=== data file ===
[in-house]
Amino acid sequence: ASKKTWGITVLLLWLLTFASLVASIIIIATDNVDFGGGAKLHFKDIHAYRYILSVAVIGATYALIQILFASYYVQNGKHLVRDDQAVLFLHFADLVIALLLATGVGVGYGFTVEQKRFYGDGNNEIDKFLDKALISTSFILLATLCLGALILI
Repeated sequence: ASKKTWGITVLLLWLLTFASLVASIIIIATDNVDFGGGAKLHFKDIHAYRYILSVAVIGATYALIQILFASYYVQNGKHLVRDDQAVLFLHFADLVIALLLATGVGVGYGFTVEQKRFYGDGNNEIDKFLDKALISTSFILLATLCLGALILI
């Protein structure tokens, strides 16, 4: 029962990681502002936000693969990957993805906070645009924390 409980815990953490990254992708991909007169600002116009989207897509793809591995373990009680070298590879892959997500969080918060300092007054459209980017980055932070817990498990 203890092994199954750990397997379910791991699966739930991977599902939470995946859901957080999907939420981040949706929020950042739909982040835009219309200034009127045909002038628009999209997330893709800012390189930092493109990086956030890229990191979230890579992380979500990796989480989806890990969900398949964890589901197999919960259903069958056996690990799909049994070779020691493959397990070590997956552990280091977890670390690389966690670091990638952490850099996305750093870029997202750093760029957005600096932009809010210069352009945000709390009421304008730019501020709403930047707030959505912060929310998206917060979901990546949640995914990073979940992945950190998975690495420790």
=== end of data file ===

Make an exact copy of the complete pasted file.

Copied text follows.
[in-house]
Amino acid sequence: ASKKTWGITVLLLWLLTFASLVASIIIIATDNVDFGGGAKLHFKDIHAYRYILSVAVIGATYALIQILFASYYVQNGKHLVRDDQAVLFLHFADLVIALLLATGVGVGYGFTVEQKRFYGDGNNEIDKFLDKALISTSFILLATLCLGALILI
Repeated sequence: ASKKTWGITVLLLWLLTFASLVASIIIIATDNVDFGGGAKLHFKDIHAYRYILSVAVIGATYALIQILFASYYVQNGKHLVRDDQAVLFLHFADLVIALLLATGVGVGYGFTVEQKRFYGDGNNEIDKFLDKALISTSFILLATLCLGALILI
């Protein structure tokens, strides 16, 4: 029962990681502002936000693969990957993805906070645009924390 409980815990953490990254992708991909007169600002116009989207897509793809591995373990009680070298590879892959997500969080918060300092007054459209980017980055932070817990498990 203890092994199954750990397997379910791991699966739930991977599902939470995946859901957080999907939420981040949706929020950042739909982040835009219309200034009127045909002038628009999209997330893709800012390189930092493109990086956030890229990191979230890579992380979500990796989480989806890990969900398949964890589901197999919960259903069958056996690990799909049994070779020691493959397990070590997956552990280091977890670390690389966690670091990638952490850099996305750093870029997202750093760029957005600096932009809010210069352009945000709390009421304008730019501020709403930047707030959505912060929310998206917060979901990546949640995914990073979940992945950190998975690495420790």